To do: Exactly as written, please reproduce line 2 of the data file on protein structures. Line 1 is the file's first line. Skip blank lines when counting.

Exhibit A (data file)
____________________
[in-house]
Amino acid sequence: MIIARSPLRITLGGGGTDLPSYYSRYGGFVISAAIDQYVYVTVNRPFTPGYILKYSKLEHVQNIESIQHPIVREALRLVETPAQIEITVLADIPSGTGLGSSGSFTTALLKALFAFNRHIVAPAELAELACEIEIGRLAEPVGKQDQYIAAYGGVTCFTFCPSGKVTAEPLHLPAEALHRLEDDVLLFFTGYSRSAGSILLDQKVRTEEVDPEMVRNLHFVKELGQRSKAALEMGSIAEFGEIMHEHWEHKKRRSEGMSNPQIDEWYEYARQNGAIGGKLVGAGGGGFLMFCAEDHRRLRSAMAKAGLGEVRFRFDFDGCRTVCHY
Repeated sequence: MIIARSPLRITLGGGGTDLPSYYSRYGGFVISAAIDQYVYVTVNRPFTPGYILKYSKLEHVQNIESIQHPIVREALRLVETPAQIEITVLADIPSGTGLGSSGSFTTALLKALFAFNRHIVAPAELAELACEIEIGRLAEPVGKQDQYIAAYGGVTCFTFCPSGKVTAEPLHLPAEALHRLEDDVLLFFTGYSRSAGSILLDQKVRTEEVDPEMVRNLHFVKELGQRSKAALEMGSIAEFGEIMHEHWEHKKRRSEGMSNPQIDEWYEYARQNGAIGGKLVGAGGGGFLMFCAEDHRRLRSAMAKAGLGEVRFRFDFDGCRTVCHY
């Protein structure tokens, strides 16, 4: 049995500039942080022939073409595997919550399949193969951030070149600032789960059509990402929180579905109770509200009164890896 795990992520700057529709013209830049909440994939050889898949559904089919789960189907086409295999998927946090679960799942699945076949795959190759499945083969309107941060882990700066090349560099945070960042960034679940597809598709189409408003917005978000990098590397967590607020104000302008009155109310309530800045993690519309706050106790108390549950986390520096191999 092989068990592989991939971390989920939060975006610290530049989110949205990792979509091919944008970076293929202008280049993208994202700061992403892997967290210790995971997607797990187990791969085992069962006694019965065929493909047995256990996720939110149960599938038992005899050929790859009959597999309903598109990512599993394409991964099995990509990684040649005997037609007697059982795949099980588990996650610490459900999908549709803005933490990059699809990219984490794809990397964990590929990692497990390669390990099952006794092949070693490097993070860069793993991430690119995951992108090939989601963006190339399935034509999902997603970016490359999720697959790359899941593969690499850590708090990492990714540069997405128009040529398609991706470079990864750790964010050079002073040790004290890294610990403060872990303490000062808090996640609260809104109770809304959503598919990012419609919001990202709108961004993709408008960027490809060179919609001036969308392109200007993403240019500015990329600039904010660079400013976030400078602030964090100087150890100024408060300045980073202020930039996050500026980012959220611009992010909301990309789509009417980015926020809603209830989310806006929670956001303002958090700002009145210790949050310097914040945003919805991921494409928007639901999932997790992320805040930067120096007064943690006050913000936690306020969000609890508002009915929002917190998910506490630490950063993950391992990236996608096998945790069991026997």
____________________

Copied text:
Amino acid sequence: MIIARSPLRITLGGGGTDLPSYYSRYGGFVISAAIDQYVYVTVNRPFTPGYILKYSKLEHVQNIESIQHPIVREALRLVETPAQIEITVLADIPSGTGLGSSGSFTTALLKALFAFNRHIVAPAELAELACEIEIGRLAEPVGKQDQYIAAYGGVTCFTFCPSGKVTAEPLHLPAEALHRLEDDVLLFFTGYSRSAGSILLDQKVRTEEVDPEMVRNLHFVKELGQRSKAALEMGSIAEFGEIMHEHWEHKKRRSEGMSNPQIDEWYEYARQNGAIGGKLVGAGGGGFLMFCAEDHRRLRSAMAKAGLGEVRFRFDFDGCRTVCHY